One of our most common human tendencies is to think that we were right about predicting an event’s outcome even in actuality we were wrong. Hindsight bias takes the common form of “I knew it all along.” Psychologists have long known about hindsight bias, but a recent study shows that you can be prevented from the lure of hindsight (and the possible negative consequences it can create) by relatively simple reality-testing interventions before you commit this cognitive faux pas.
The term mind-wandering isn’t particularly knew to 2013, but recent studies show that it can actually benefit your thinking. We tend to believe that it’s bad for our daily performance, but these studies are showing that you can make better plans for yourself and solve problems more creatively by occasionally letting your mind drift far and wide.
6. Double foot-in-the-door
The foot-in-the-door is a well-known strategy to manipulate people into fulfilling a large request by first presenting them with a small one. However, we hear less about the double-foot-in-the-door. In a recent study, researchers found that they could convince participants to engage in energy-saving activities more effectively using the double-foot-the-door. In this process, you make your request in three phases- small, medium, and large- rather than just going from small to large. That staging of your request makes it seem less intimidating, and even if you have to stretch it out over a week or two, in the long run, it will pay off more for you.
7. Affect heuristic
A heuristic is a “rule of thumb” that allows people to make judgments and solve problems. The affect heuristic refers to our very illogical tendency to predict risk on the basis of how frightening something seems to be rather than on its probability. For example, people will be more likely to take steps to avoid a rare, very frightening disease, than to avoid a more probable one that carries with it less obvious pain and suffering.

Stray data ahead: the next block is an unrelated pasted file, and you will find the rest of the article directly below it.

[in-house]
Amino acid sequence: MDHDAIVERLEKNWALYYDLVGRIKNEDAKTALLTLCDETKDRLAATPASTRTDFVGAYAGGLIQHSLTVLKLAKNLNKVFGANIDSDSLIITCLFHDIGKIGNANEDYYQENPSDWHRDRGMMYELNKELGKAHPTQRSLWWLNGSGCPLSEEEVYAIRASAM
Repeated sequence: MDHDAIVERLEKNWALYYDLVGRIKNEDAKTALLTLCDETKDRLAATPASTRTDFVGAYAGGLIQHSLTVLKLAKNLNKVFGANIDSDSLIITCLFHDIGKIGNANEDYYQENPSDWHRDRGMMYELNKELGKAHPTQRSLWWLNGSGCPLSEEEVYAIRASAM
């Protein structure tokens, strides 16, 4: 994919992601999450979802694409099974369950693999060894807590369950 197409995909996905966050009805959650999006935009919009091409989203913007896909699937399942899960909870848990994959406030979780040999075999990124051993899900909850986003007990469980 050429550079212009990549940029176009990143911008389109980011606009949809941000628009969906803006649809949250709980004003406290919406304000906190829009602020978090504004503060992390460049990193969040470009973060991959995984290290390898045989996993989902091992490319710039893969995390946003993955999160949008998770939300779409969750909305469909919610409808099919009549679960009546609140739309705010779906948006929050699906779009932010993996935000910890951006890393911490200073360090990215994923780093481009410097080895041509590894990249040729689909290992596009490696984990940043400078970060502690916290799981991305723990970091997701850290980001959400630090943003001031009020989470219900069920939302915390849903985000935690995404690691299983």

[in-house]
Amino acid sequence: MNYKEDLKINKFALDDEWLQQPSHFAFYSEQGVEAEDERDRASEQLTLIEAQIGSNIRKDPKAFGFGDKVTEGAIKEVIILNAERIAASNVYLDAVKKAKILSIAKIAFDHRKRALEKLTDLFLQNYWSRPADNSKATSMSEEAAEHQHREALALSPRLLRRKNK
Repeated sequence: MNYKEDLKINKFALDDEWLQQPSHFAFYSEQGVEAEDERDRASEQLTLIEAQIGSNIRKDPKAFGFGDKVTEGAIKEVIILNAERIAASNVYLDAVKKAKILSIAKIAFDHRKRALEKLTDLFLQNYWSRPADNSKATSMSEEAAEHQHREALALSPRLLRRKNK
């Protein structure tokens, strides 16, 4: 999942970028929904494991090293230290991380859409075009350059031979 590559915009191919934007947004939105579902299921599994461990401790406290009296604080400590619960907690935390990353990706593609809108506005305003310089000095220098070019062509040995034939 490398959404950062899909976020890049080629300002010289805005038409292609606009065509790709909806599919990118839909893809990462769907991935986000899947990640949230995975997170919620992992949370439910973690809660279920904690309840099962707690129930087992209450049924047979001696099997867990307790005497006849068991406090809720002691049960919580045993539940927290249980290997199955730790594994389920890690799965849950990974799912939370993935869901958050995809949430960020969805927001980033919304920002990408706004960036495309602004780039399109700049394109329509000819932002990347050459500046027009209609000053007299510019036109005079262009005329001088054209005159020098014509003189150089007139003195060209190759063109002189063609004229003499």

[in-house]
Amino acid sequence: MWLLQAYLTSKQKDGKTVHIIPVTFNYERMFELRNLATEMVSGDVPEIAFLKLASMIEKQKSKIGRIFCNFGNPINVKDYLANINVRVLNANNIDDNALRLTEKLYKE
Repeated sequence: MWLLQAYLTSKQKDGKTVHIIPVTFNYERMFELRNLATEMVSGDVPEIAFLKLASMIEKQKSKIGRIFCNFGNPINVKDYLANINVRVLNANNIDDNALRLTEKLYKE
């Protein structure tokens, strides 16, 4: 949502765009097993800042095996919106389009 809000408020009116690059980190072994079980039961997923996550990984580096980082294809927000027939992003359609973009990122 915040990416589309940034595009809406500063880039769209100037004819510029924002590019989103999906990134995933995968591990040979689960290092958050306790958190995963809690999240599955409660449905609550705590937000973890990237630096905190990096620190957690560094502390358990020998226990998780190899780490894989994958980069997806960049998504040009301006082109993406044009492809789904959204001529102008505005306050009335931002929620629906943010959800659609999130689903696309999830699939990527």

8. Target template
When we’re searching through a complex set of stimuli, such as a busy street that we’re trying to cross, we need to pick out the sources of danger. The “target template” is a guide to searching these types of complex stimulus arrays. Despite what you hear about videogames being bad for your attention, researchers are finding that action games can actually improve your scanning abilities of these complex scenes. In fact, the more action-oriented the game, the bigger the attentional boost.
9. Thedark triad
The combination of narcissism, psychopathy, and Machiavellianism, or the “dark triad,” sounds bad, and in many cases, it is bad. People high on dark triad traits tend to be unpleasant to be with and can cause you much heartache should you have the bad fortune of falling in love with them. However, in a longitudinal study of personality traits and career success, it was those high in the dark triad traits who tended to succeed in moving up the career and income ladders. They even out-performed their more conscientious, somewhat obsessive-compulsive, counterparts.